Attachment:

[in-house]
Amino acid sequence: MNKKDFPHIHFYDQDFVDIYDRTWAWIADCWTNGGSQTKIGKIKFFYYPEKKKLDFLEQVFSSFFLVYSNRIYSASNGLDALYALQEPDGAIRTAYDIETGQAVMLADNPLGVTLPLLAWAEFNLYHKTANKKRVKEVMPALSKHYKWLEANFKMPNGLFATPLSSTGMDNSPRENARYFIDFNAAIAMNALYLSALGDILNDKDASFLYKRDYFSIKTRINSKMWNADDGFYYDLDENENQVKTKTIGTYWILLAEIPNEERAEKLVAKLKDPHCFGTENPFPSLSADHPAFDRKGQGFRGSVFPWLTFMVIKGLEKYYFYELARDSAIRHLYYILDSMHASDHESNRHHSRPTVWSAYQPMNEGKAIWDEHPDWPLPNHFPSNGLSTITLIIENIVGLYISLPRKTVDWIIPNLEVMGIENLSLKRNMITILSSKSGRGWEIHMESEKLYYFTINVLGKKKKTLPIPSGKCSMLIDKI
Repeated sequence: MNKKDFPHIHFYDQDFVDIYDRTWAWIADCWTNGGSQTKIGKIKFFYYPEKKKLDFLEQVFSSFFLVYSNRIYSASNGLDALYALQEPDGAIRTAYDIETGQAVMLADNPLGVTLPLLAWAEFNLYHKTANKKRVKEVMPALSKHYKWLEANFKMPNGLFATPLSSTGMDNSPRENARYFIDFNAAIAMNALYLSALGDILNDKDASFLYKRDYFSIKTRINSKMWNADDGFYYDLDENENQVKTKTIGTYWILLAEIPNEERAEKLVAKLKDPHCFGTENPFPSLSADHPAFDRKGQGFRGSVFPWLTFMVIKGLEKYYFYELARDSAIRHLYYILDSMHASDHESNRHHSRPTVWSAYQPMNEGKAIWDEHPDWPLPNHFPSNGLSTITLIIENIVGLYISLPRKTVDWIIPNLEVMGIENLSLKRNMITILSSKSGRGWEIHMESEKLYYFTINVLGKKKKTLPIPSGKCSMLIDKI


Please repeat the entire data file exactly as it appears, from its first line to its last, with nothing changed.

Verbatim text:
[in-house]
Amino acid sequence: MNKKDFPHIHFYDQDFVDIYDRTWAWIADCWTNGGSQTKIGKIKFFYYPEKKKLDFLEQVFSSFFLVYSNRIYSASNGLDALYALQEPDGAIRTAYDIETGQAVMLADNPLGVTLPLLAWAEFNLYHKTANKKRVKEVMPALSKHYKWLEANFKMPNGLFATPLSSTGMDNSPRENARYFIDFNAAIAMNALYLSALGDILNDKDASFLYKRDYFSIKTRINSKMWNADDGFYYDLDENENQVKTKTIGTYWILLAEIPNEERAEKLVAKLKDPHCFGTENPFPSLSADHPAFDRKGQGFRGSVFPWLTFMVIKGLEKYYFYELARDSAIRHLYYILDSMHASDHESNRHHSRPTVWSAYQPMNEGKAIWDEHPDWPLPNHFPSNGLSTITLIIENIVGLYISLPRKTVDWIIPNLEVMGIENLSLKRNMITILSSKSGRGWEIHMESEKLYYFTINVLGKKKKTLPIPSGKCSMLIDKI
Repeated sequence: MNKKDFPHIHFYDQDFVDIYDRTWAWIADCWTNGGSQTKIGKIKFFYYPEKKKLDFLEQVFSSFFLVYSNRIYSASNGLDALYALQEPDGAIRTAYDIETGQAVMLADNPLGVTLPLLAWAEFNLYHKTANKKRVKEVMPALSKHYKWLEANFKMPNGLFATPLSSTGMDNSPRENARYFIDFNAAIAMNALYLSALGDILNDKDASFLYKRDYFSIKTRINSKMWNADDGFYYDLDENENQVKTKTIGTYWILLAEIPNEERAEKLVAKLKDPHCFGTENPFPSLSADHPAFDRKGQGFRGSVFPWLTFMVIKGLEKYYFYELARDSAIRHLYYILDSMHASDHESNRHHSRPTVWSAYQPMNEGKAIWDEHPDWPLPNHFPSNGLSTITLIIENIVGLYISLPRKTVDWIIPNLEVMGIENLSLKRNMITILSSKSGRGWEIHMESEKLYYFTINVLGKKKKTLPIPSGKCSMLIDKI